An Anti-Hero decides to send the extras into the front-lines, giving the bad guys a distraction while he and the other main characters sneak in to their base.
The main characters go by themselves, without any extras.
Knowing that they don't stand a chance on direct confrontations due to their lack of power, the extras start relying on a guile oriented approach to combat, employing cunning strategies to compensate deficiencies. In the process their effectiveness increases, while also decreasing their casualties' ratio.
Discussed: "I see an army coming, but who cares? It's all Red Shirts, and everyone knows how easily they can be killed."
Conversed: "Do the writers expect us to feel any sort of tension? It's obvious that all those extras in the background will die long before the main characters do. That is, if the main characters die at all."
Implied: The heroes come back from an offscreen battle and mention that there were "many deaths". Considering all the main characters are alive and well, it's obvious only nameless characters died.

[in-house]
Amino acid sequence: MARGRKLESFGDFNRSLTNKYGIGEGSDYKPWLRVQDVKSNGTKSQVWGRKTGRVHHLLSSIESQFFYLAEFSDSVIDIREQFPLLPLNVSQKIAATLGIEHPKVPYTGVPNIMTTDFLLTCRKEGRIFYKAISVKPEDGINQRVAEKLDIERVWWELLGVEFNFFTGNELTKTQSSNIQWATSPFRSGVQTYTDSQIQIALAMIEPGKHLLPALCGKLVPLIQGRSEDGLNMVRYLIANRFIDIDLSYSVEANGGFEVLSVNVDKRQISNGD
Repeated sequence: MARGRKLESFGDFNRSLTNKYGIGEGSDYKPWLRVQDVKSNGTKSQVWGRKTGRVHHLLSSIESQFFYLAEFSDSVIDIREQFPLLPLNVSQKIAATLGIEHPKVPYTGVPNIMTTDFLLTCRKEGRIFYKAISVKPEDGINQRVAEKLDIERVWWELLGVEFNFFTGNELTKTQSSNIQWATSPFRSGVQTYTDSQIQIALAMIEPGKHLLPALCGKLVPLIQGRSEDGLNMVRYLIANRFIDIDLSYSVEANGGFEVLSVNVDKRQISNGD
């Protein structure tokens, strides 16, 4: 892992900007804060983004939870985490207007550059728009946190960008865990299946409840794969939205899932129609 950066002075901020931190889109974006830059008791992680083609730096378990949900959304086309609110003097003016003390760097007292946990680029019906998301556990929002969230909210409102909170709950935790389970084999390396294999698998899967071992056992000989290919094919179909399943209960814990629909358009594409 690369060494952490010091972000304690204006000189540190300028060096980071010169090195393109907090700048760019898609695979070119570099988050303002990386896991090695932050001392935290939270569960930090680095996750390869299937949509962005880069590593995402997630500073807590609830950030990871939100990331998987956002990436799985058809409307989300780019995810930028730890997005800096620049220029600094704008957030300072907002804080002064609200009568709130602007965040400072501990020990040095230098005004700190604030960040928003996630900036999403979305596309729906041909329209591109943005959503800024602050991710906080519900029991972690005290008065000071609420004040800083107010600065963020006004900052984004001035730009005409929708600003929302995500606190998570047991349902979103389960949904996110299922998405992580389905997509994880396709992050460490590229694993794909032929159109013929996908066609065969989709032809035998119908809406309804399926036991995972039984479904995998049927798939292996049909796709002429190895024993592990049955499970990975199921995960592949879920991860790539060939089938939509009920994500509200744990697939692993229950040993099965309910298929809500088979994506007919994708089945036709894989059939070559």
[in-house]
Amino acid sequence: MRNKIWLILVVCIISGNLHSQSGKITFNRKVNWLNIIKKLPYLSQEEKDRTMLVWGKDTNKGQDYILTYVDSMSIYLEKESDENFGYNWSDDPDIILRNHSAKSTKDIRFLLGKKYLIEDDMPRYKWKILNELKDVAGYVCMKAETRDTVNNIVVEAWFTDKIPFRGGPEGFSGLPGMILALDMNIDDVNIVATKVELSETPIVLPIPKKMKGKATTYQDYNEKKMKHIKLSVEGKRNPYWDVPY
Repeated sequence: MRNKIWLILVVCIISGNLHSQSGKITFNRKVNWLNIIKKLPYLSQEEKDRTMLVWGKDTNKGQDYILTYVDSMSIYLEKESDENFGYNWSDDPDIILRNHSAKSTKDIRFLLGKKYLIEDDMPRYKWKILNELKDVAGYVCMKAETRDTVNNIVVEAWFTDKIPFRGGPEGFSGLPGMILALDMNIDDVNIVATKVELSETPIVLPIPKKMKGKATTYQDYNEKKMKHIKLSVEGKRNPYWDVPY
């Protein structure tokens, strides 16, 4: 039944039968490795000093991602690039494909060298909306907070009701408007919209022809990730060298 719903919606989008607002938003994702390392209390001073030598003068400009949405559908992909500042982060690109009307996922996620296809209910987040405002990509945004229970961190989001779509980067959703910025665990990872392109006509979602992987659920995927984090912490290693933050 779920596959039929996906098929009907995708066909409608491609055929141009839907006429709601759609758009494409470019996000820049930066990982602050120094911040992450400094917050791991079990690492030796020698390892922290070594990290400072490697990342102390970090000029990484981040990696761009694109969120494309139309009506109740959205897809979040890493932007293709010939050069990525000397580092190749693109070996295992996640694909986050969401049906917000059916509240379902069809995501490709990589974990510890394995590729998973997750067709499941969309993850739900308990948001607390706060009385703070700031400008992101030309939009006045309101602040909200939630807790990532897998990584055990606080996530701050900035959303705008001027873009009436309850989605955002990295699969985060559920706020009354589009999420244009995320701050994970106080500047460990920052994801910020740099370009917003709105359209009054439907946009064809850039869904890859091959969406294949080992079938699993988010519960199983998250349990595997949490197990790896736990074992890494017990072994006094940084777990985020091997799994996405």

Deconstructed: The families of the deceased red shirts sue the main characters for negligent death.
Reconstructed: The hero shows that they went into battle of their own free will and actually put up a brave fight, considering they were facing certain death. The families drop the suits and statues are erected to honor their memories.
Played For Laughs:
The nameless extras go around wearing targets or "shoot me" signs.
"Don't worry. We're the leaders of The Rebellion. We always come back... Feel really sorry for those guys over there, though. I don't even know their names."
Played For Drama: The hero is the only survivor of a vicious battle. He laments that he was unable to save his men and the fact that he never even took the time to know them fills him with even more remorse.